It makes it more fun for everyone if we have our individual freedom to contribute what we think is a good compliment to a song. It can make a song really morph depending on each person’s take on their part – so it makes it more interesting and unexpected. It also makes it easier to translate live. We’re all in it to make it sound as good as we can, so yeah, there’s not much personal ego involved.

Let’s say you were able to set up your dream-bill for a show, comprised of other current bands you like and have played with. Who would you pick?

Based on bands we’ve already played with? I’d probably choose some of my friends bands that are now defunct then maybe, Galaxie 500, The Clean, Spectrum. I’m excited to play with Happy Refugees in December. 

Is it difficult to retain the atmosphere you create in your records through the live show, or do you try to go for something else when playing live?

Certain aspects are almost impossible to recreate without serious hi-tech tricks and laptops and stuff, or like 3 more members, but we usually do something comparable to the record these days more than we used to. Theres always little accidents when you play music, live or recorded that we definitely embrace. That’s why there’s little random sound traces here and there on our records. I would say that there’s sometimes more raw magic energy at a show than on the records. 

How did the new EP, Radiant Door, come about? With such a busy schedule, was it easy to take the time to produce something you were ultimately happy with?

We recorded it right before In Love With Oblivion came out. We had a handful of songs that we thought would better fit on an EP rather than tacking on to a third LP later. I’m happy with it – I generally end up wanting to remix things like 4 times after they marinate for awhile. I’m always interested in bringing out different things on the tape. I’m still learning how to make the most of mixing. It can be mentally laborious. There’s so much you can do with a song, especially with the way our music is, you can accentuate certain layers etc… I was thinking the other night that I wouldn’t mind remixing some of our first records as well some day. I mixed Alight like 3 times and the early mixes are definitely not bad, just a bit different.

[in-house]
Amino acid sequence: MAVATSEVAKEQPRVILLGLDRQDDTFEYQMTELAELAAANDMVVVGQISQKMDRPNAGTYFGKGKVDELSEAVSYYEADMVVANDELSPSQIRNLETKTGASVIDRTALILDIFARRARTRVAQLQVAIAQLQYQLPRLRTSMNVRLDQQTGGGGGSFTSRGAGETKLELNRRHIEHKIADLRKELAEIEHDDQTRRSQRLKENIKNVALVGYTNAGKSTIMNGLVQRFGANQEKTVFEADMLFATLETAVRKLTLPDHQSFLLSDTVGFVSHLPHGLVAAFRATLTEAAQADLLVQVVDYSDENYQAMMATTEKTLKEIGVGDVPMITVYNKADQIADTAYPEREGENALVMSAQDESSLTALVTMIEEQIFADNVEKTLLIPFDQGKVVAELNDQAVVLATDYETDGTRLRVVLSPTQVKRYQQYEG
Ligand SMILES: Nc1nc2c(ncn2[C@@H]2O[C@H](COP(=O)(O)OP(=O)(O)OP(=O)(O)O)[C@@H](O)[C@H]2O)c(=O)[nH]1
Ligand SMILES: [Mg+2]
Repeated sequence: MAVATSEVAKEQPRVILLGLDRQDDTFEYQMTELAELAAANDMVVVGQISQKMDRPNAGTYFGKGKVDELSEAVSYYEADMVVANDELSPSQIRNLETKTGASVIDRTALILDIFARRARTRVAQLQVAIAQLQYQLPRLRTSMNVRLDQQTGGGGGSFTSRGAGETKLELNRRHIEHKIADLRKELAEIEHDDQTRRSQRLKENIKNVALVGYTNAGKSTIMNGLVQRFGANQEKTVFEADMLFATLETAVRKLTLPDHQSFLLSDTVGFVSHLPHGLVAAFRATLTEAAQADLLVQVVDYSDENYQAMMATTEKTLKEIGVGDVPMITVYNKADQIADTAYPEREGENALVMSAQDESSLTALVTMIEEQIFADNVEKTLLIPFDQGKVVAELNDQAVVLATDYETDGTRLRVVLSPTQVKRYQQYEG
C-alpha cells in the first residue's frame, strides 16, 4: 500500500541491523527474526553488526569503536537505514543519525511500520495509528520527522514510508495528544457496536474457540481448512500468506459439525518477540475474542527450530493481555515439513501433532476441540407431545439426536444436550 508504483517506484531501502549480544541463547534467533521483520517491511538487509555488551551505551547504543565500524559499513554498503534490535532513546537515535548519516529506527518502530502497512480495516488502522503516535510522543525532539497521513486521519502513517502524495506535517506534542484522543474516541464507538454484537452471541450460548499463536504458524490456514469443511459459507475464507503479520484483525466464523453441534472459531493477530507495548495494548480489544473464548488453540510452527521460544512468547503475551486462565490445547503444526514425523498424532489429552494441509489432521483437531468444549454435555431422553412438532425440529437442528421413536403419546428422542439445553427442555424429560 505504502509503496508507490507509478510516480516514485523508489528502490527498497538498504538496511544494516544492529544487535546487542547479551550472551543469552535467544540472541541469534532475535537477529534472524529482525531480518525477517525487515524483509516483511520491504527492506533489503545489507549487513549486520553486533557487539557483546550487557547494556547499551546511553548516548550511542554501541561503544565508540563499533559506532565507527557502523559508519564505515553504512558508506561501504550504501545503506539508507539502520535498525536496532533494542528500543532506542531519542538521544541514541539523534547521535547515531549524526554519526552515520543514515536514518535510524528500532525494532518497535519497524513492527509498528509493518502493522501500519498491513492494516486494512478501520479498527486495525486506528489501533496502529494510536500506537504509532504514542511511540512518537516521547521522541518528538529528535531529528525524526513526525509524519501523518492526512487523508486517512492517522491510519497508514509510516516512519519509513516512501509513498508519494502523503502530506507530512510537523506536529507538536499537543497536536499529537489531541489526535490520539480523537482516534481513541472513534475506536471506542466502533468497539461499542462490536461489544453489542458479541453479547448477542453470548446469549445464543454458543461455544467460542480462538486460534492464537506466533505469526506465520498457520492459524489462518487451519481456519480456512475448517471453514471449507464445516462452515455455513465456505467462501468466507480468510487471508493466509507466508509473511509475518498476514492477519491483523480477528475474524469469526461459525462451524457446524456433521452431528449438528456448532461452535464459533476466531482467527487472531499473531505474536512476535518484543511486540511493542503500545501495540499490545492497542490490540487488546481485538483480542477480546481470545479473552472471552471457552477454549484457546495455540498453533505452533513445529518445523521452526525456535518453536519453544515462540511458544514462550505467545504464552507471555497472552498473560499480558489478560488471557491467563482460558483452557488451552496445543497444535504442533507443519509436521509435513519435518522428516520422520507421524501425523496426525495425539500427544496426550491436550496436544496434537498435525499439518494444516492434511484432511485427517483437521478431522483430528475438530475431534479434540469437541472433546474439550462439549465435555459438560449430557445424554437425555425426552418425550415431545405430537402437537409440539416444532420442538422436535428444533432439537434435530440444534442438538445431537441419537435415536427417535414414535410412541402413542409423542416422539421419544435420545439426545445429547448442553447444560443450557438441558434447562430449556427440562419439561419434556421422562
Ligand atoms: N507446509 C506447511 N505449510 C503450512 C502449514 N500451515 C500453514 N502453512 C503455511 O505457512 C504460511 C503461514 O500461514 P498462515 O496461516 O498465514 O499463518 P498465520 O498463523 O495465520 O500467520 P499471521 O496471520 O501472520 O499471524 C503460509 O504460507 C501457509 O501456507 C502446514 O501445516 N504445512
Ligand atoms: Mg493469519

It’s no secret that there are a ton of blogs and websites out there dedicate to interviews and reviews, such as this one. At the same time, your band has a bit more mystery than most, info-wise. You don’t have 11 Facebook pages, 2 twitter accounts, 3 blogs, etc… like a lot of bands do. Is it important for a band, as far as you’re concerned, to keep some sense of mystery, instead of putting every bit of info out there?

I do like mystery quite a bit and I think its important to an extent. That said, when bands pages shifted from Myspace to all the newer outlets we decided to just go with our own website instead of trying to evolve with ever-changing social sites. It’s enough work as it is without having to post on 5 different sites.  Plus Facebook wouldn’t let me create our page in any capacity because some Danish dude already made it! 

Crystal Stilts play Il Motore (179 Rue Jean-Talon-Ouest) Wednesday, November 30 along with Tandoori Knights. Tickets are 12$ in advance and can be purchased through or can be purchased at the door for 14$.